December 18, 2023


Step inside the front door of the Castle and it is such a welcome relief to escape the endless rain and to be out of the wintery weather. There are gravel puddles, grass puddles and splodgy mud in the fields – it is all just sitting on top of the ground. There is simply no capacity left to drain away any more water.

In contrast however, the front hall looks really rather lovely this year, full of deep dark greenery, tall bay trees and, set towards the front, pale stone angels.

As visitors make their way deeper into the castle, various other angels emerge from mantelshelves and floral arrangements. Some are larger, some smaller, some detailed and some just modern outlines. There is even one in flight, blowing a trumpet.

There have probably been angels as long as there have been people – written records from the earliest Zoroastrians for example reference armies of angels whilst the concept of hosts of angels and archangels continues through the books of both the Old and New Testaments. Some of the angels have specific names such as Gabriel or Michael and the original church here at Highclere was named St Michael and all Angels.

Angels are portrayed in art as real but in literature their role shifts between the physical and the philosophical. The primary role of angels seems to be to act as a bridge over the cosmic divide that separates God and humanity – they are messengers but are only able to show God’s message rather than act as principals: they cannot give instructions.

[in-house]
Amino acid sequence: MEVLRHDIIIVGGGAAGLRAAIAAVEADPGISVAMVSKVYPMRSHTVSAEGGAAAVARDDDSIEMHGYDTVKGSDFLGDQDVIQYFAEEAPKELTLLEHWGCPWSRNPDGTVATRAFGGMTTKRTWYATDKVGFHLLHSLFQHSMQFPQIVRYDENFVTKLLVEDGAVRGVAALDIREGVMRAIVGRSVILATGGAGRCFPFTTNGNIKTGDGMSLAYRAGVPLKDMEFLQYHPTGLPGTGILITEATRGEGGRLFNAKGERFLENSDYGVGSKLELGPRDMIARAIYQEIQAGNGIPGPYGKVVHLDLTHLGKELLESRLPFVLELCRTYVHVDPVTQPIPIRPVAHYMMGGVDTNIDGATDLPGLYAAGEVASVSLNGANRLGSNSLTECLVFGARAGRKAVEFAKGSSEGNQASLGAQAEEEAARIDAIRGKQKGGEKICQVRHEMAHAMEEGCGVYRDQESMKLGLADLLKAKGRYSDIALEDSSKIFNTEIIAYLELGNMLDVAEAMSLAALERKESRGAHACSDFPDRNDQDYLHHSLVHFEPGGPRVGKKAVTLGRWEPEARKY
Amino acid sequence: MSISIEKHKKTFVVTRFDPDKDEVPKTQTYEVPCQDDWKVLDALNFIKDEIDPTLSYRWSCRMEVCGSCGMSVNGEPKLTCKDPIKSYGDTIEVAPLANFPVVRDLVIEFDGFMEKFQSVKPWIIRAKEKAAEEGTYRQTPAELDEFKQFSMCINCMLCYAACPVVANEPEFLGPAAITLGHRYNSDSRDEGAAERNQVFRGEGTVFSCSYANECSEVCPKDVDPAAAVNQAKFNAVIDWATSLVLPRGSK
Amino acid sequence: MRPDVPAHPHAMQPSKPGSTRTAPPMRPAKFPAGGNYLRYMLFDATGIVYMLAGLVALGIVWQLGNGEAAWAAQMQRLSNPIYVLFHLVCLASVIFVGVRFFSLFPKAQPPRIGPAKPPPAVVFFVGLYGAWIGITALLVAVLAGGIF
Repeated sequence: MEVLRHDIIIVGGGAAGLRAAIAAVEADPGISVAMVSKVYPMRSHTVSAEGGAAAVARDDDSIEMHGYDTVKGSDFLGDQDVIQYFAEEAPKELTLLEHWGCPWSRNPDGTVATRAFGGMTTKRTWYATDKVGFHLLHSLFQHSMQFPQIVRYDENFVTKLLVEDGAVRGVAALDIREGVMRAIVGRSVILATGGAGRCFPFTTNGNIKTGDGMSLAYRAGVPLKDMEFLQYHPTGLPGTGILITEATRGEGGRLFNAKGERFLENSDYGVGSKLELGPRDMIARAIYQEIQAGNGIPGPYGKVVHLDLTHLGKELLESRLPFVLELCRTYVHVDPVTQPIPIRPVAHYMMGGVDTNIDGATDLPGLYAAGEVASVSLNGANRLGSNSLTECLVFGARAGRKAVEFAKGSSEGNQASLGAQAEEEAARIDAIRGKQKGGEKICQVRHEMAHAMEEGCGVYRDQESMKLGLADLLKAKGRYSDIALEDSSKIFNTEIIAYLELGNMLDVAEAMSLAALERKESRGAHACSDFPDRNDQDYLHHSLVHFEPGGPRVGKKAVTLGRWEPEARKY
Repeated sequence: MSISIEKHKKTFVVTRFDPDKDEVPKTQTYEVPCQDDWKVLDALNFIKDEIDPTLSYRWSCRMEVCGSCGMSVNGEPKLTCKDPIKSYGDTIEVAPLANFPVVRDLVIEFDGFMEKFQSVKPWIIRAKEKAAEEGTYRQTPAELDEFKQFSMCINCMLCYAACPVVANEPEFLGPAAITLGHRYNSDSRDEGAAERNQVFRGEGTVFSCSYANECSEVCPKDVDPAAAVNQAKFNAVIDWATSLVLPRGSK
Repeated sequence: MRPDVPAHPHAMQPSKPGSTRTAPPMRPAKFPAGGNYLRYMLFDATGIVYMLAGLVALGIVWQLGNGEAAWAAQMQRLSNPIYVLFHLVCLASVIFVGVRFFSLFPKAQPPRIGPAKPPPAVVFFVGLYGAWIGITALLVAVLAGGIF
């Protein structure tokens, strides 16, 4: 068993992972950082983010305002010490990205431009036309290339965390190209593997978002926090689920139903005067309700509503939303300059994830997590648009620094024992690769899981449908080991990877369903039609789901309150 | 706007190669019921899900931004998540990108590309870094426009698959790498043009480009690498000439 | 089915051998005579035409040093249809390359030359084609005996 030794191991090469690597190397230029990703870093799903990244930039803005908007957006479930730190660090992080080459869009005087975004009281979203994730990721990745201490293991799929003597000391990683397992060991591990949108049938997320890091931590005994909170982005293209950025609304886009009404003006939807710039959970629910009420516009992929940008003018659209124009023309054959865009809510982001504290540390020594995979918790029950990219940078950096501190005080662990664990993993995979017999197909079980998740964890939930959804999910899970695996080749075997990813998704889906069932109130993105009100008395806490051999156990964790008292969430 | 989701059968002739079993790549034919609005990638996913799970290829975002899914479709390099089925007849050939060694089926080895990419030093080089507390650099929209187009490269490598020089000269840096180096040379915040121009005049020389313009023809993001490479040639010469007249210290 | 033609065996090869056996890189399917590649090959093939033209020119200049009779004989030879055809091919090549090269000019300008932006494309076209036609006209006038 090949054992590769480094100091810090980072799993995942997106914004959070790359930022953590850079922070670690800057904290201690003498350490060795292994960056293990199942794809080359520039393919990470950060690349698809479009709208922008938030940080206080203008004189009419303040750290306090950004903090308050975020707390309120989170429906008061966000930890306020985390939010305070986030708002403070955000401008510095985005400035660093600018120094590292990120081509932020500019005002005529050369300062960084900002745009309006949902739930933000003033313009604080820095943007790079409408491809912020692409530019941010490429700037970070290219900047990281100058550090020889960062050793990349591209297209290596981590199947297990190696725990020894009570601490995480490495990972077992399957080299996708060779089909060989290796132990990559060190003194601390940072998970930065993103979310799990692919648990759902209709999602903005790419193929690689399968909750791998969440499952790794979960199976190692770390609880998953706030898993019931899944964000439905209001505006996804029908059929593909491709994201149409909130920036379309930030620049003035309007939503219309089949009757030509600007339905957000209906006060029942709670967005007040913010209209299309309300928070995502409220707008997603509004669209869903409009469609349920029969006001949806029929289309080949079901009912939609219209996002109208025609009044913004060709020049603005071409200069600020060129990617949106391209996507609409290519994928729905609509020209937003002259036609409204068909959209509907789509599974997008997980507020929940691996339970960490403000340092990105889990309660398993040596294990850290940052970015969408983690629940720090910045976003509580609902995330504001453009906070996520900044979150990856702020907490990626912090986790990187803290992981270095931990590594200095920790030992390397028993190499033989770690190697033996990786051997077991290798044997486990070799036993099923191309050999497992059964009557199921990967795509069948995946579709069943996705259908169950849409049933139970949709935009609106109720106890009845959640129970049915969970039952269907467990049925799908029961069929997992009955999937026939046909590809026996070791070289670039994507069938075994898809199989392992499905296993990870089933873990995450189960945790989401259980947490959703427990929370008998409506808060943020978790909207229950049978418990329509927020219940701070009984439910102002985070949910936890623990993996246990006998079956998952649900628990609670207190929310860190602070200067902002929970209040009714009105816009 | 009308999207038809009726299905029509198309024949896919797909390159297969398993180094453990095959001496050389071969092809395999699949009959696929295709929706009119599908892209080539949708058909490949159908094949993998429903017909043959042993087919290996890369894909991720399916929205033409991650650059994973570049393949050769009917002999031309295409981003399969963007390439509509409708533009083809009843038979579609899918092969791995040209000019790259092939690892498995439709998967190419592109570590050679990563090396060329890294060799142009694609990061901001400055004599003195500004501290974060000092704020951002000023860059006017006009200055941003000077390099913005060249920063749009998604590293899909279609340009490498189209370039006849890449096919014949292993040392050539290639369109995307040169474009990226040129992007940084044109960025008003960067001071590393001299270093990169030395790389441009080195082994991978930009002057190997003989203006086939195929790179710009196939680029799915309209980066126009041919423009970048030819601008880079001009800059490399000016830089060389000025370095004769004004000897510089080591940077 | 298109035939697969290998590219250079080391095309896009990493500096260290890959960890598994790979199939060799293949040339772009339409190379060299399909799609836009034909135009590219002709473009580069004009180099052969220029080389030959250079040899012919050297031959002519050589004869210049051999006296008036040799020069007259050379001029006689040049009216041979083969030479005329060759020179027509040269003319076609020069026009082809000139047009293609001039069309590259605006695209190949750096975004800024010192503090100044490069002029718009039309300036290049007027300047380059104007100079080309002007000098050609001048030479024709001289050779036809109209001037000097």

As Christmas nears, those who enjoy the carol concerts and readings hear about the angels who foretell the birth of baby Jesu. They later appear at key moments throughout his life, for example after he spent 40 days in the desert,” behold, angels came and ministered to him” and famously in Matthew 28:5 an angel speaks at the empty tomb following the resurrection of Jesus and the rolling back of the stone by angels.

Yet angels are not just part of the past. They are also part of the new landscape as demonstrated for example by the contemporary sculpture “The Angel of the North” by Anthony Gormley. Arguably it is one of the most easily recognisable modern public artworks in the UK and, at 66 ft tall with a wingspan of 177 ft, it certainly is the largest sculpture of an angel in the world. It is it is also a reminder of the industrial history of the area in which it stands, just by a disused mining quarry, yet references the future as a focus for human hopes and fears. Anthony Gormley said “People are always asking, why an angel? The only response I can give is that no-one has ever seen one and we need to keep imagining them.”

Angels can, quite literally, be found everywhere and not just in art, literature and architecture. A chapel in Assisi, Italy, dedicated to Our Lady of the Angels, inspired the name of a new town founded in 1781 in a faraway new country called El Pueblo de Nuestra Señora la Reina de los Ángeles was later shortened simply to Los Angeles.

The idea that we each have a Guardian angel who is there to protect us is both an enduring and a positive thought. That for those of us travelling through life both metaphorically and on an actual journey, “who have to pass by an unsafe road, so an angel is assigned to each man as long as he is a wayfarer.” What more could a traveller ask for?